Judgey Faced Grandparent’s 

 

 What can grandparents do to help their family with an autistic child?

Lots of grandparents feel a bit hopeless when a child with autism comes along.  They’ve had brilliant relationships with the other grandchildren but this one needs a little more work.  This child doesn’t want nursery rhymes, books or chocolate.  I’ve found it’s always parents that are targeted with the awareness and the sessions to understand autism and it’s generally upto the parents to pass that knowledge along.  But who is it who cares for the children when parents have to work etc.  You find with an autistic child people aren’t exactly throwing themselves at your door offering their services.

 

 

 

 

 

 

 

 

 

 

 

 

 

 

I have one piece of advice for grandparents stop judging, like really stop.

 

Drop in on your son or daughter and there’s a pile of dishes on the bench, the washing hasn’t been done, the kids are having chicken nuggets for the 4th time this week, there’s toys tipped out of boxes in the living room and the kids have got odd socks on.  The LAST thing they need to see is your judgey face and a sly tut.  First world problems? – I don’t think so.

You see snippets of their stressful lives.  Often running on minimum sleep and maximum anxiety.  Marital problems can creep in and siblings crave more attention.  If you need to pick a battle I guarantee the dishes and washing will not win.  Autism parents can be burning the candle at both ends can’t sleep, won’t sleep being a major issue (if your little cherub allows of course in that 3 hour sleep window).   Exhausted but a mind full of worry waiting on their pillow.  Will he go to school tomorrow?, will he have a meltdown in the taxi?, is he going to eat? Will he sleep more than 3 hours? etc who do we have appointments with this week paediatrician, speech and language, educational psychologist then a little skip forward to what if I die tomorrow who will care for him, this plays on a loop every single night, not just mine but also my husbands.

You can help though.

Mow that lawn, put the washing through, offer your babysitting services even if it’s just for an hour, make them a pie and drop it in for tea.  Little things.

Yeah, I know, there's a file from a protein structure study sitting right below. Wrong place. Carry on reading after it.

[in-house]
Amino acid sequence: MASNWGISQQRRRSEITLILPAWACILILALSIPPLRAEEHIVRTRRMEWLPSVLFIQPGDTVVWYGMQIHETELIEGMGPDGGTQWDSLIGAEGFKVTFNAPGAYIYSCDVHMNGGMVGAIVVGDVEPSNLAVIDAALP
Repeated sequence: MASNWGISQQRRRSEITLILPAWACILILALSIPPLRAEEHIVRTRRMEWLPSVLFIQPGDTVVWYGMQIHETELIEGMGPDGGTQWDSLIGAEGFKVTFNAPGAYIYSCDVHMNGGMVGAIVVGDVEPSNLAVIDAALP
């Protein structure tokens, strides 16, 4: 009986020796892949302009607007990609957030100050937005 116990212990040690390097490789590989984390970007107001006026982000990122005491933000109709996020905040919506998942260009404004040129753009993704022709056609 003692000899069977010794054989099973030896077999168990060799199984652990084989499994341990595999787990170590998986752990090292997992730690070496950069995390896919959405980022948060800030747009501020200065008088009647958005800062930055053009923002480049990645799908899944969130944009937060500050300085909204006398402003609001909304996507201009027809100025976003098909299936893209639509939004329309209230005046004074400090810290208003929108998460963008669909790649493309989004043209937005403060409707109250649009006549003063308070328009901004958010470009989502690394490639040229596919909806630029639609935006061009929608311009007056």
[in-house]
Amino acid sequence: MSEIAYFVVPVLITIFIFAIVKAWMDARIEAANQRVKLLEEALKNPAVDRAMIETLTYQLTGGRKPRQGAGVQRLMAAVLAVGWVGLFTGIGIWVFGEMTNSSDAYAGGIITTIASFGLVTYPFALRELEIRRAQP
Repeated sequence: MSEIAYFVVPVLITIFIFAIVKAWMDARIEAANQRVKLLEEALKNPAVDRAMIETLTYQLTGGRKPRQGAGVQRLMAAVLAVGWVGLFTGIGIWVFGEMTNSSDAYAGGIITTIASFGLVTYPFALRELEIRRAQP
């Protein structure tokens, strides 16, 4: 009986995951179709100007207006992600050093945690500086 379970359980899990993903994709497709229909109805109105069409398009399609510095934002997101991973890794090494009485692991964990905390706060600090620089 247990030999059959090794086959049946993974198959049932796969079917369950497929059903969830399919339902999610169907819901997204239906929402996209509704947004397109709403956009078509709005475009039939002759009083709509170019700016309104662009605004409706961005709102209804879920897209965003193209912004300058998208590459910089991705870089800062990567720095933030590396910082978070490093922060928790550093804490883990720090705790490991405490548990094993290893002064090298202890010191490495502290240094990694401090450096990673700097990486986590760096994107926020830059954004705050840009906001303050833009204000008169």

I’m very lucky that my parents pitch in.  My dad takes Reilly for walks and let’s us go for tea sometimes and my Mam does housey things to help, she’s still gets very upset during meltdowns and doesn’t look after Reilly alone, she’s pretty much terrified of him.  Rightly so just 2 days ago he was lining his paddling pool up underneath the upstairs bathroom window.  He never got the opportunity as the window is locked but he literally has no fear of anything other than the stampede on The Lion King.

All hands need to be on deck regardless of whether that deck is strewn with Thomas the Tank toys and the missing odd socks. Team work is essential.  You must remember that lots of parents feel like they are failing without anyone else’s judgement.  We are our own worst critics and trust me we don’t critique lightly.

Nickname for today : Stig (of the dump)

Grandparents all is not lost! watch this space for more info regarding grandparents and autism coming soon.
 Reilly at his Grandad’s.  Nutella on toast every night straight from school.

Published by

Christine Stephenson

Really busy mam who runs her own charity, has 3 sons and learning about autism every day. Contact me at alphaautistic@gmail.com

4 thoughts on “Judgey Faced Grandparent’s 

  1. For years we had the ‘use your knife and fork’ comments from well meaning grandparents…it’s only now that our daughter is 8 and still can’t use cutlery that they have realised there’s no point expecting her to fit in with their ideas of what’s acceptable behaviour!

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  2. Great article! It is so nice to have grandparents who participate. I agree that often they don’t know what to do! I’ve had grandparents attend my trainings in the past. It was really wonderful to watch as different generations came together to learn and interact to help the child with autism engage and progress in his learning goals. Thanks for sharing! 🙂

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